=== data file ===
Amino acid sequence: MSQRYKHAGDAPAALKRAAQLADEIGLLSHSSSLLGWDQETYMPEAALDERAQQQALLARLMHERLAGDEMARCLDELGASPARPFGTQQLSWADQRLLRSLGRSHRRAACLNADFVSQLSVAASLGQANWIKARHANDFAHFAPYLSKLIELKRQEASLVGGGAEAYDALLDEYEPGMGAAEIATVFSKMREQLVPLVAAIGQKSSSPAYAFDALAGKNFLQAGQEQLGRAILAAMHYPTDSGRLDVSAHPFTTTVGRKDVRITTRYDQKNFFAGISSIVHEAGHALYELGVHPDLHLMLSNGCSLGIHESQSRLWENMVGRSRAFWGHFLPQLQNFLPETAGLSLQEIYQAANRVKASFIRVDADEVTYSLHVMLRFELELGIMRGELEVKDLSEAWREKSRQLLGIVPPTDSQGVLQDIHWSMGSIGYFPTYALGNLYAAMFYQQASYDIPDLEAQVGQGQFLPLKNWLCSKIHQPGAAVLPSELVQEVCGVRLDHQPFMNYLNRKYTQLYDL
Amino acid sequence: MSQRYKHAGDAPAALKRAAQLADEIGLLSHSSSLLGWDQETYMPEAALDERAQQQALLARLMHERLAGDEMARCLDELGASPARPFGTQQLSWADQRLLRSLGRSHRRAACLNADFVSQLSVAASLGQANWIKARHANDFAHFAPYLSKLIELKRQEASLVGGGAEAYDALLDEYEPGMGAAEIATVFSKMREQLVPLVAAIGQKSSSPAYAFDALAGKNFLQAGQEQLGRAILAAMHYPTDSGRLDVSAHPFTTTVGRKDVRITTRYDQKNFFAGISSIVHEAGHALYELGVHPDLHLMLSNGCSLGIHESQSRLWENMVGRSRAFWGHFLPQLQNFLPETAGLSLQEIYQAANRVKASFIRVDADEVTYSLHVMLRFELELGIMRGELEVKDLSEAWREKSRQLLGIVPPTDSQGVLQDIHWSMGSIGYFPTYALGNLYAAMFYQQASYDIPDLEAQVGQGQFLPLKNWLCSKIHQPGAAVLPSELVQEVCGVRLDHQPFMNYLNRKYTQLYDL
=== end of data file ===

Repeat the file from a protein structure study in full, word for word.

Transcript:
Amino acid sequence: MSQRYKHAGDAPAALKRAAQLADEIGLLSHSSSLLGWDQETYMPEAALDERAQQQALLARLMHERLAGDEMARCLDELGASPARPFGTQQLSWADQRLLRSLGRSHRRAACLNADFVSQLSVAASLGQANWIKARHANDFAHFAPYLSKLIELKRQEASLVGGGAEAYDALLDEYEPGMGAAEIATVFSKMREQLVPLVAAIGQKSSSPAYAFDALAGKNFLQAGQEQLGRAILAAMHYPTDSGRLDVSAHPFTTTVGRKDVRITTRYDQKNFFAGISSIVHEAGHALYELGVHPDLHLMLSNGCSLGIHESQSRLWENMVGRSRAFWGHFLPQLQNFLPETAGLSLQEIYQAANRVKASFIRVDADEVTYSLHVMLRFELELGIMRGELEVKDLSEAWREKSRQLLGIVPPTDSQGVLQDIHWSMGSIGYFPTYALGNLYAAMFYQQASYDIPDLEAQVGQGQFLPLKNWLCSKIHQPGAAVLPSELVQEVCGVRLDHQPFMNYLNRKYTQLYDL
Amino acid sequence: MSQRYKHAGDAPAALKRAAQLADEIGLLSHSSSLLGWDQETYMPEAALDERAQQQALLARLMHERLAGDEMARCLDELGASPARPFGTQQLSWADQRLLRSLGRSHRRAACLNADFVSQLSVAASLGQANWIKARHANDFAHFAPYLSKLIELKRQEASLVGGGAEAYDALLDEYEPGMGAAEIATVFSKMREQLVPLVAAIGQKSSSPAYAFDALAGKNFLQAGQEQLGRAILAAMHYPTDSGRLDVSAHPFTTTVGRKDVRITTRYDQKNFFAGISSIVHEAGHALYELGVHPDLHLMLSNGCSLGIHESQSRLWENMVGRSRAFWGHFLPQLQNFLPETAGLSLQEIYQAANRVKASFIRVDADEVTYSLHVMLRFELELGIMRGELEVKDLSEAWREKSRQLLGIVPPTDSQGVLQDIHWSMGSIGYFPTYALGNLYAAMFYQQASYDIPDLEAQVGQGQFLPLKNWLCSKIHQPGAAVLPSELVQEVCGVRLDHQPFMNYLNRKYTQLYDL